Foolishly, perhaps, I decided to expose and fight against it and I paid a heavy personal and professional price. Standing up for the right things could be costly as I found out. It took a great toll on my personal and family life and affected my health. But it was the right thing to do and on reflection I am happy I did the right thing. After my testimony a few years ago before a Senate Committee, the Department of Justice undertook to get over 600 of its senior lawyers to take mandatory anti-racism education. That’s a good start.
While we are blessed to be living in a wonderful country, the reality is, as recognized by our highest courts and numerous studies, discrimination and racism is a reality for many minorities. A lot of it is subtle, insidious and systemic as opposed to being overt. Our human rights legislation and procedures lack teeth to adequately protect minorities. Other countries including the United States are way ahead of us in offering meaningful remedies against discrimination and violation of civil liberties. We should all commit to changing this regrettable fact so that future generations are better protected.
My personal experiences and my work with refugees cemented my interest in law. I determined that I wanted to be an advocate for those that are powerless and vulnerable. I was inspired by some of the female lawyers who worked with refugees. Today, I love being a lawyer and adjunct law professor and am delighted that I made this choice. I strongly recommend law as a career to university students many of whom I have mentored over the years. Even if a traditional law career is not desired or pursued, the education and training allows you to develop very valuable skills that are transferable to other vocations.
You have been involved in many worthwhile causes in the past. Share with us your experience
As an idealist, though more of a practical idealist in recent years, I have devoted an enormous amount of time to creating, advising and volunteering with numerous organizations. I have had the privilege of working with many diverse communities over the years and as a result I am uniquely equipped and experienced to engage in novel and groundbreaking initiatives because of the relationships and trust that I have earned. These initiatives have been at both the domestic and international level such as unprecedented bridge building projects between the Jewish and Muslim communities in Canada and bringing together diverse Canadian communities to work on a novel project in Afghanistan.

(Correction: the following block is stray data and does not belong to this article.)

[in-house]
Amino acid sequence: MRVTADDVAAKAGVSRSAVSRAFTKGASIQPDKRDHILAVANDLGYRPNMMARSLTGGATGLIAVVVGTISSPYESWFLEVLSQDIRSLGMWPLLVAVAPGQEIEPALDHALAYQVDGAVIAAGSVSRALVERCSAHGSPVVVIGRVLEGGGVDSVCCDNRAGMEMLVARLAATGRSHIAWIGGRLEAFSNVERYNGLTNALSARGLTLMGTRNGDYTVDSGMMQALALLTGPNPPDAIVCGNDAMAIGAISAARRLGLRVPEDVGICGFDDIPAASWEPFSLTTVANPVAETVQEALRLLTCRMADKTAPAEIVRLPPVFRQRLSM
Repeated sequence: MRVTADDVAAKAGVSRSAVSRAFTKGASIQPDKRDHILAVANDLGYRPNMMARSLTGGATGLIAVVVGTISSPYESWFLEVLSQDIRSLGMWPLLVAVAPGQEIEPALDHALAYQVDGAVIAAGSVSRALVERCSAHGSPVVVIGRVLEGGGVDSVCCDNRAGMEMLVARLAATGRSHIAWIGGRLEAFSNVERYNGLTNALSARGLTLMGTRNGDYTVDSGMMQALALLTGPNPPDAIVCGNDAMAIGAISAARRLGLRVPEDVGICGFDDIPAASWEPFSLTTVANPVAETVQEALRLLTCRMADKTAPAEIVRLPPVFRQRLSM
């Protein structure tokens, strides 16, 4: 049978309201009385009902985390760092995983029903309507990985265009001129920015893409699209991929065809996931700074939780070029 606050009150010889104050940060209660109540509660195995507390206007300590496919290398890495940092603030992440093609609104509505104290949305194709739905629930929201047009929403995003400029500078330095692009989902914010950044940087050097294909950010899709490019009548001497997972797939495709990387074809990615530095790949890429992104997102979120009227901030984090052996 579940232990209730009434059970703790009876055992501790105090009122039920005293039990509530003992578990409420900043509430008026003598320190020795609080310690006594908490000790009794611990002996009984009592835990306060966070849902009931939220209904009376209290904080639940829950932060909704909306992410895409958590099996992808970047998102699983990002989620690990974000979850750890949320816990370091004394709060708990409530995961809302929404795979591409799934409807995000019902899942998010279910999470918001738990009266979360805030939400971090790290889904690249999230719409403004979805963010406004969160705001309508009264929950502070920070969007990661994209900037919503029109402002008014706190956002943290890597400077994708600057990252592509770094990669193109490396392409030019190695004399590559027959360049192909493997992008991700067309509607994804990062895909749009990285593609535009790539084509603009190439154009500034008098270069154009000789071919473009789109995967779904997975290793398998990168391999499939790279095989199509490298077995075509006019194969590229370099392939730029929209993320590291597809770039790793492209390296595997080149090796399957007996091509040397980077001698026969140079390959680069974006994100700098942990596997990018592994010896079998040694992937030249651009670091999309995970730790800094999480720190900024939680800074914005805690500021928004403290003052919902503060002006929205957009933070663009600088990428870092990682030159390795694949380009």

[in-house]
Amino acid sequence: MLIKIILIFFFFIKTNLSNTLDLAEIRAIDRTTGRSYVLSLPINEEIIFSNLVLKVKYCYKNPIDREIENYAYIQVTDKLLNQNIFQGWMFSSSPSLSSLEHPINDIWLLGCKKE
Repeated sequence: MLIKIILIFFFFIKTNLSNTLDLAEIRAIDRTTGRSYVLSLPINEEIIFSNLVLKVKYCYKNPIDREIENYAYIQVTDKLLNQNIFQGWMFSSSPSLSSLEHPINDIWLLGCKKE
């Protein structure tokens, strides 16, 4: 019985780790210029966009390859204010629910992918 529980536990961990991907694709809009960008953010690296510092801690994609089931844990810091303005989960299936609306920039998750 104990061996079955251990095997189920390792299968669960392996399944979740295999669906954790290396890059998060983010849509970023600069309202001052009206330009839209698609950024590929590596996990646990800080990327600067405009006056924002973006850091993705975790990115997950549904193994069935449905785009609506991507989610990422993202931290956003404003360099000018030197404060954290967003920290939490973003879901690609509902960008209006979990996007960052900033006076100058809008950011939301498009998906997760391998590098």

You have also been involved in policies for a long time?
I have devoted many years to politics. I was twice elected to the national executive of a national political party. I have chaired political campaigns at the federal, provincial and municipal levels. I have advised senior politicians. However, I have become very disillusioned with the state of Canadian politics. The deficit of good leadership among our politicians is obvious.
I am now more interested in the emergence of a new generation of principled and talented civic and political leaders especially from diverse communities to replace the current old style destructive politics that permeates our diverse communities and Canada in general. This will require a herculean effort on the part of Canadians of all political stripes if we are to emerge from the current morass.
I am always willing to commit to this as a patriotic Canadian who loves his country and is deeply concerned about its future.